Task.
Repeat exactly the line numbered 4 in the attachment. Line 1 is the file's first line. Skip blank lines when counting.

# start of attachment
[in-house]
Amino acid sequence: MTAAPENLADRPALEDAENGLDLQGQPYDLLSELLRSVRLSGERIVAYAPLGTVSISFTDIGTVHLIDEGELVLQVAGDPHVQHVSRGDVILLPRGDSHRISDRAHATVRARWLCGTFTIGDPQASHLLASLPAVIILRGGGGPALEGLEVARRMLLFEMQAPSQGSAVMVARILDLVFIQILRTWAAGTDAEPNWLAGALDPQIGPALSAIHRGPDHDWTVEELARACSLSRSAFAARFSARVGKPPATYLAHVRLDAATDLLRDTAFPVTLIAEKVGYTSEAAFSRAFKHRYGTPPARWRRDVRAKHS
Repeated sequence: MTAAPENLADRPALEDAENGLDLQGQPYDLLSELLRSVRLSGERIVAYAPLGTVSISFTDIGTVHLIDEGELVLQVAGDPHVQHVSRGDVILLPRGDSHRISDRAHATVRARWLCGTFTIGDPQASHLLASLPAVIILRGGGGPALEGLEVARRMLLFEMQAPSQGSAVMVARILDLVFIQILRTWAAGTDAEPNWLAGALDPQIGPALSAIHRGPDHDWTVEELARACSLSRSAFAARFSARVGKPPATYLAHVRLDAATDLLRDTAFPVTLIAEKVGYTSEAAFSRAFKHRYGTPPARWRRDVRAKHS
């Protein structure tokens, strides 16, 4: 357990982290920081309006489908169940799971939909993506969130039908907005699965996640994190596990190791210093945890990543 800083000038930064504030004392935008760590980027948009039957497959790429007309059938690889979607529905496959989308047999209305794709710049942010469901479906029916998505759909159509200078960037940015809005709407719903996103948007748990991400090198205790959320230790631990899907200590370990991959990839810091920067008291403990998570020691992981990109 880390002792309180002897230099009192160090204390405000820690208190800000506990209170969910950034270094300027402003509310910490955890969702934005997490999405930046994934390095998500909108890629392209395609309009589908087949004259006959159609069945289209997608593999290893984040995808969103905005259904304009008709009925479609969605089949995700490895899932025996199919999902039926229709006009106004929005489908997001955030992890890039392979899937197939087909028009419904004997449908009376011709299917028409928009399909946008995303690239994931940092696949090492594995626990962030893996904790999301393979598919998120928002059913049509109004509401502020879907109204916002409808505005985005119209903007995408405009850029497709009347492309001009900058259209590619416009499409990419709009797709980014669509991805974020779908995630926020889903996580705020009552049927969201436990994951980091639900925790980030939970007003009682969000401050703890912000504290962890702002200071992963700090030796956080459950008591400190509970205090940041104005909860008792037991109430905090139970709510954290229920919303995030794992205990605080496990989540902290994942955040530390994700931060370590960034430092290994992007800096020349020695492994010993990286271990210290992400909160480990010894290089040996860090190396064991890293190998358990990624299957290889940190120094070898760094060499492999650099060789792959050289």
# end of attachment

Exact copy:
């Protein structure tokens, strides 16, 4: 357990982290920081309006489908169940799971939909993506969130039908907005699965996640994190596990190791210093945890990543 800083000038930064504030004392935008760590980027948009039957497959790429007309059938690889979607529905496959989308047999209305794709710049942010469901479906029916998505759909159509200078960037940015809005709407719903996103948007748990991400090198205790959320230790631990899907200590370990991959990839810091920067008291403990998570020691992981990109 880390002792309180002897230099009192160090204390405000820690208190800000506990209170969910950034270094300027402003509310910490955890969702934005997490999405930046994934390095998500909108890629392209395609309009589908087949004259006959159609069945289209997608593999290893984040995808969103905005259904304009008709009925479609969605089949995700490895899932025996199919999902039926229709006009106004929005489908997001955030992890890039392979899937197939087909028009419904004997449908009376011709299917028409928009399909946008995303690239994931940092696949090492594995626990962030893996904790999301393979598919998120928002059913049509109004509401502020879907109204916002409808505005985005119209903007995408405009850029497709009347492309001009900058259209590619416009499409990419709009797709980014669509991805974020779908995630926020889903996580705020009552049927969201436990994951980091639900925790980030939970007003009682969000401050703890912000504290962890702002200071992963700090030796956080459950008591400190509970205090940041104005909860008792037991109430905090139970709510954290229920919303995030794992205990605080496990989540902290994942955040530390994700931060370590960034430092290994992007800096020349020695492994010993990286271990210290992400909160480990010894290089040996860090190396064991890293190998358990990624299957290889940190120094070898760094060499492999650099060789792959050289």